Ability to Return to Past Relevant Work
Our attorneys in Boise, Idaho understand the process of qualifying for disability is complicated. Several factors are evaluated before a determination is made. In addition to being incapable of performing your current job, you must not be able perform any past relevant work. Simply put, your disability must prevent you from returning to a position that you held in the past. This is especially important if you are over 50. However, there are certain criteria that must be met to qualify as past relevant work. Our Boise Social Security attorneys are ready to assist you in developing the best strategy for obtaining the benefits you have earned.
It’s important to know what conditions must be met for a job to meet past relevant work criteria. First, the position must’ve been held within the last fifteen years. If you aren’t insured, the date is fifteen years from the last day you were insured. Additionally, the job must’ve been substantial gainful activity. For information regarding substantial gainful activity, see the article “Frequently Asked Questions about SS Social Security.” Finally, the job must’ve been held for a period long enough for you to acquire the basic skills for average job performance. In other words, if you weren’t successful while working, it isn’t relevant work.
If SSA determines you’re unable to perform previous work, the next step requires proving that you aren’t able to perform any other type of work. To make this decision, SS will look at your physical and mental capabilities and evaluate your age, education level, and work experience.
Consider the following example. A claimant was previously employed as a steel worker in a position that required him to be able to lift a minimum of 100 pounds. He was involved in a motorcycle accident causing severe injuries. His doctor has determined that he cannot safely lift more than 20 pounds. As a result of not being able to lift the 100 pound minimum weight required in his current position, he is unable to return to work.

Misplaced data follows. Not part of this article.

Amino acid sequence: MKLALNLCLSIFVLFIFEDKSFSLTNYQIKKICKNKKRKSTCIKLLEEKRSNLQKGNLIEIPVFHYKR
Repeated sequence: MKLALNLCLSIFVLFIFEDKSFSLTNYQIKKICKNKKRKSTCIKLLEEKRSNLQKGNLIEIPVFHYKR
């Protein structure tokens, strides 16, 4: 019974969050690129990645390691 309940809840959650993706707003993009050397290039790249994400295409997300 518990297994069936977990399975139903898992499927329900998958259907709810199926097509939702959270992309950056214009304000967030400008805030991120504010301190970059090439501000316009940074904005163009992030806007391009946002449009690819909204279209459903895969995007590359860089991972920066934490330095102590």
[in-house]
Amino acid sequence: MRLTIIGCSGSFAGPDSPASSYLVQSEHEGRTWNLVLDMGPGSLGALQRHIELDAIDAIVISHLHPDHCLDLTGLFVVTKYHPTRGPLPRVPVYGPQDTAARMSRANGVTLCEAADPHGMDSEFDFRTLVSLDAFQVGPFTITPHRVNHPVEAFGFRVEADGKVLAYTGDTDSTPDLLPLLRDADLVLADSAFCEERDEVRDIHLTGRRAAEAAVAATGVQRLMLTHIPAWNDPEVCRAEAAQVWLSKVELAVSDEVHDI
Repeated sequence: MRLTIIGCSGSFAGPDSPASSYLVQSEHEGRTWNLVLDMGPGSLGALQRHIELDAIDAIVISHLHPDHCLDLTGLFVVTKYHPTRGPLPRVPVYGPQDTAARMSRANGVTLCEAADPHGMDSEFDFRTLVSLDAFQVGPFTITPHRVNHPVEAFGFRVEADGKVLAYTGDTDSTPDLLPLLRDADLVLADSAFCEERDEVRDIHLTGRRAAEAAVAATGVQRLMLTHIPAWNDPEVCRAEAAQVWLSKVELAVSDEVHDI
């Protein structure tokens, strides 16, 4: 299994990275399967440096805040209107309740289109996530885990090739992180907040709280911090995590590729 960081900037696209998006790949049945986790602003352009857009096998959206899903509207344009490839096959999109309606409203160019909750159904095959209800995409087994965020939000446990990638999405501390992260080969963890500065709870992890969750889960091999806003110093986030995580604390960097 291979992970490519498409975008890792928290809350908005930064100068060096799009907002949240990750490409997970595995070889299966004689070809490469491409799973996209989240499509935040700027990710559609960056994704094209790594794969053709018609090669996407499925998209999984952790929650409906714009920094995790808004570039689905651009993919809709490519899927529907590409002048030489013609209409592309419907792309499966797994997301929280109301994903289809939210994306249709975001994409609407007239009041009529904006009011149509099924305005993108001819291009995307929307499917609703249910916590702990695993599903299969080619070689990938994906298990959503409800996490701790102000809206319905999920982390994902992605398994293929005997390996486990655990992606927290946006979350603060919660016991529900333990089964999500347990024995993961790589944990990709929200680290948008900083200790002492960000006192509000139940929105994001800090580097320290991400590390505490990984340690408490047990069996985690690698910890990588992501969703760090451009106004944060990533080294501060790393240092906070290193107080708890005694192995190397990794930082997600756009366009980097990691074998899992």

In a separate case, our claimant performed office work, considered a sedentary position. He rarely lifted more than 10 pounds. He will be able to return to work so he would be found not disabled.
Returning to the claimant in the first scenario, the judge would realize that the claimant couldn’t return to his current position. He would, then, contemplate whether or not there is any other type of work that the claimant is qualified to perform. Although the claimant can only lift 10 pounds, there are numerous sedentary positions, including a desk job at a construction company that he could perform. If the claimant possesses the mental capacity to do such a job, then the judge would expect him to do that and find him not disabled.
Unfortunately, SSA states that if you are capable of performing past relevant work, then you are not disabled. They do not consider whether or not the job you once did is available anymore or not. However, there are exceptions to this rule that can be made in certain situations. This can make it easier for you to qualify for disability benefits.
In addition, after you have reached the age of 50, the rules are more liberal, making it easier to qualify for disability benefits. If you fall within the ages of 50 and 54 and have unskilled or semi-skilled work experience, you can be approved for benefits, even if you can perform sedentary work. If you’re illiterate and have no past relevant work or cannot speak English, you may be approved even if you can perform light duties. People between the ages of 55 and 59 can qualify even if they’re capable of performing light work. In fact, individuals can be approved even if they can perform medium work if they haven’t completed more than an eleventh grade education and have no past relevant work.
The final age group is comprised of people between 60 and 64. If you only have a high school diploma or an eleventh grade education and your work history is comprised of nontransferable skills, you can qualify despite being able to perform light work. If you possess an eleventh grade education and can perform medium work, you may be eligible. Additionally, if you have an eleventh grade education and have no work experience, you can qualify. Finally, if you have a sixth grade education and your past work was unskilled, you are eligible for benefits.
There are several components that the Social Security Administration considers when determining if you can perform past relevant work or not. It is important to know how this can factor into your claim for disability benefits. Contact our expert Social Security lawyers in Boise, Idaho to discuss your individual case.